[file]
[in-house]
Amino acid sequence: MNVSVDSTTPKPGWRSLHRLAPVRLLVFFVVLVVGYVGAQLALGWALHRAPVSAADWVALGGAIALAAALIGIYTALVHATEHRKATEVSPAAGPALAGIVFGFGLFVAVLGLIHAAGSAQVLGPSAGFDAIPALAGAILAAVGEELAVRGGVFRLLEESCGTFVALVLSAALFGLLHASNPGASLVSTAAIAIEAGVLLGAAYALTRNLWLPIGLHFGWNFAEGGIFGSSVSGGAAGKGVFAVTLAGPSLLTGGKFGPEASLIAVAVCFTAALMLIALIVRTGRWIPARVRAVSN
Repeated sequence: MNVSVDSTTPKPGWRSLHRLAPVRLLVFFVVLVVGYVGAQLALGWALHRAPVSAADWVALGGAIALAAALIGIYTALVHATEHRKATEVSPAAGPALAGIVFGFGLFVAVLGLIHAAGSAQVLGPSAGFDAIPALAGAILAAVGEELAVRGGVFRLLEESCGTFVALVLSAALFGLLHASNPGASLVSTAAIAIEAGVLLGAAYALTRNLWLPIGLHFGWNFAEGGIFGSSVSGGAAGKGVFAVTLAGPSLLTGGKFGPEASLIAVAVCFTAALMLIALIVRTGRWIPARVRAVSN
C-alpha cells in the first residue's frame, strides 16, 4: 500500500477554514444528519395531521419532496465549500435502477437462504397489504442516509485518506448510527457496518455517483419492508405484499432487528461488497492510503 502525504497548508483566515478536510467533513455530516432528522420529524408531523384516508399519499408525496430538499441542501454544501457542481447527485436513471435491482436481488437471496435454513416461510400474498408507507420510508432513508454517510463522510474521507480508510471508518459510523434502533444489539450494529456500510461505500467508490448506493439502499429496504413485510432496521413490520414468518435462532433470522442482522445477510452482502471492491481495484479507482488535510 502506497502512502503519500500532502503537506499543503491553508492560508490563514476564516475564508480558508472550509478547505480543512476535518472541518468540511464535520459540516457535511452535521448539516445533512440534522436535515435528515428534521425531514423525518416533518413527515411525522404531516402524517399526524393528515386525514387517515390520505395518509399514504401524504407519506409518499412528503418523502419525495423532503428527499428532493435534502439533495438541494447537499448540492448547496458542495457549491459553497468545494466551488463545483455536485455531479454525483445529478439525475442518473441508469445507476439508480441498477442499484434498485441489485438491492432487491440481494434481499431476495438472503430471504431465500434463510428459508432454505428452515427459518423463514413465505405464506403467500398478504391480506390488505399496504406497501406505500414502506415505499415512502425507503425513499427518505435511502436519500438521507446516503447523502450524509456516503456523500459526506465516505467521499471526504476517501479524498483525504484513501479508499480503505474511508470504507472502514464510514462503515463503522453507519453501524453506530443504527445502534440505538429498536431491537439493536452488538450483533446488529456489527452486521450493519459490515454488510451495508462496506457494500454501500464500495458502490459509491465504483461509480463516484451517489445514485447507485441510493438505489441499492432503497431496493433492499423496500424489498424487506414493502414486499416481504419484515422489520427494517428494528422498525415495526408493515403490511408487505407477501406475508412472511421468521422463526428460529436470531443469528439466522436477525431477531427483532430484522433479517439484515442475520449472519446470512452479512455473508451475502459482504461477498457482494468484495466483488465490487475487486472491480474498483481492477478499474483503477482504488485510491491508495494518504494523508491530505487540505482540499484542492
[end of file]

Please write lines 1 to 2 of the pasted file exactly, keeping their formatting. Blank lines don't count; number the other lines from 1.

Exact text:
[in-house]
Amino acid sequence: MNVSVDSTTPKPGWRSLHRLAPVRLLVFFVVLVVGYVGAQLALGWALHRAPVSAADWVALGGAIALAAALIGIYTALVHATEHRKATEVSPAAGPALAGIVFGFGLFVAVLGLIHAAGSAQVLGPSAGFDAIPALAGAILAAVGEELAVRGGVFRLLEESCGTFVALVLSAALFGLLHASNPGASLVSTAAIAIEAGVLLGAAYALTRNLWLPIGLHFGWNFAEGGIFGSSVSGGAAGKGVFAVTLAGPSLLTGGKFGPEASLIAVAVCFTAALMLIALIVRTGRWIPARVRAVSN